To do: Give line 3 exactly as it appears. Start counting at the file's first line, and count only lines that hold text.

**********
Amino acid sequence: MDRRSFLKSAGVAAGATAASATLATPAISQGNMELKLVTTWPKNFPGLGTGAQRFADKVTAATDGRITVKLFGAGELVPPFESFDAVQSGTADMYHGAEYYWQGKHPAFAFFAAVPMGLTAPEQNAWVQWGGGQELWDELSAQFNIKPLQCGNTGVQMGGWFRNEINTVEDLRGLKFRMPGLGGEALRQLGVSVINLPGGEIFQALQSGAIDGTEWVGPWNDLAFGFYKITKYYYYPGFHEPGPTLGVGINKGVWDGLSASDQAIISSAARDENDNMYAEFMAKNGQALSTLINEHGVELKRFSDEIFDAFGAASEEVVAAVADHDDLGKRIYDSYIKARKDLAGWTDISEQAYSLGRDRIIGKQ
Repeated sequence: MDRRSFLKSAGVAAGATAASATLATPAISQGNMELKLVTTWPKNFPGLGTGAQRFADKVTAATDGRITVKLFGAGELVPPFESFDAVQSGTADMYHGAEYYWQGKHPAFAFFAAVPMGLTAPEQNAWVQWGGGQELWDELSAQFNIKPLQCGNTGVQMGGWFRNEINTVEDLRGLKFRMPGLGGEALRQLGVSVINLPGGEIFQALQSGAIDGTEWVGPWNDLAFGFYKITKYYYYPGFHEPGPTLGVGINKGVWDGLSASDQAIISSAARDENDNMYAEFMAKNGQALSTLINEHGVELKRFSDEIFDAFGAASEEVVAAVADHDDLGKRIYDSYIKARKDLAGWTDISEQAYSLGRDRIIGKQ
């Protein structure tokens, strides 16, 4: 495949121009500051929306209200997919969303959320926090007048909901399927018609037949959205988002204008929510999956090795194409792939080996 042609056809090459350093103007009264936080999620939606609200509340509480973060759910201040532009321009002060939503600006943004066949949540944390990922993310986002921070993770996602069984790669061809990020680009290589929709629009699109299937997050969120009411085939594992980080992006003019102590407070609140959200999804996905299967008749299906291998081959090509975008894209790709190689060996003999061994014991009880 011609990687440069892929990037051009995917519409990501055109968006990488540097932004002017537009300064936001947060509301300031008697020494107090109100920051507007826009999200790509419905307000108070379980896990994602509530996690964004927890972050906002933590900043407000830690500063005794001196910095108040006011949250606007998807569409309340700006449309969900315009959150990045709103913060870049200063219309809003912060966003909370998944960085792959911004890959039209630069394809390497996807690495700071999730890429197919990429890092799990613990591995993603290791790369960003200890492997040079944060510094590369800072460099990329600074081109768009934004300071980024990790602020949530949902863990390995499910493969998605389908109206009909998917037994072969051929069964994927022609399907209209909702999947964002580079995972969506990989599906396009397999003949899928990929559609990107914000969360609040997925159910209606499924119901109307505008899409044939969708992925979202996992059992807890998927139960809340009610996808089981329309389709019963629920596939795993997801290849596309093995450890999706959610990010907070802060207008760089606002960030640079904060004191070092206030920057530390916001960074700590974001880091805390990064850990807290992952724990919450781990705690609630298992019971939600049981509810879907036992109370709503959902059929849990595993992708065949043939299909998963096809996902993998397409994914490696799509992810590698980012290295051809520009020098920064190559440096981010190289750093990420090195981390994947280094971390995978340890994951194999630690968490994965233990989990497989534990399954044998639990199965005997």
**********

């Protein structure tokens, strides 16, 4: 495949121009500051929306209200997919969303959320926090007048909901399927018609037949959205988002204008929510999956090795194409792939080996 042609056809090459350093103007009264936080999620939606609200509340509480973060759910201040532009321009002060939503600006943004066949949540944390990922993310986002921070993770996602069984790669061809990020680009290589929709629009699109299937997050969120009411085939594992980080992006003019102590407070609140959200999804996905299967008749299906291998081959090509975008894209790709190689060996003999061994014991009880 011609990687440069892929990037051009995917519409990501055109968006990488540097932004002017537009300064936001947060509301300031008697020494107090109100920051507007826009999200790509419905307000108070379980896990994602509530996690964004927890972050906002933590900043407000830690500063005794001196910095108040006011949250606007998807569409309340700006449309969900315009959150990045709103913060870049200063219309809003912060966003909370998944960085792959911004890959039209630069394809390497996807690495700071999730890429197919990429890092799990613990591995993603290791790369960003200890492997040079944060510094590369800072460099990329600074081109768009934004300071980024990790602020949530949902863990390995499910493969998605389908109206009909998917037994072969051929069964994927022609399907209209909702999947964002580079995972969506990989599906396009397999003949899928990929559609990107914000969360609040997925159910209606499924119901109307505008899409044939969708992925979202996992059992807890998927139960809340009610996808089981329309389709019963629920596939795993997801290849596309093995450890999706959610990010907070802060207008760089606002960030640079904060004191070092206030920057530390916001960074700590974001880091805390990064850990807290992952724990919450781990705690609630298992019971939600049981509810879907036992109370709503959902059929849990595993992708065949043939299909998963096809996902993998397409994914490696799509992810590698980012290295051809520009020098920064190559440096981010190289750093990420090195981390994947280094971390995978340890994951194999630690968490994965233990989990497989534990399954044998639990199965005997």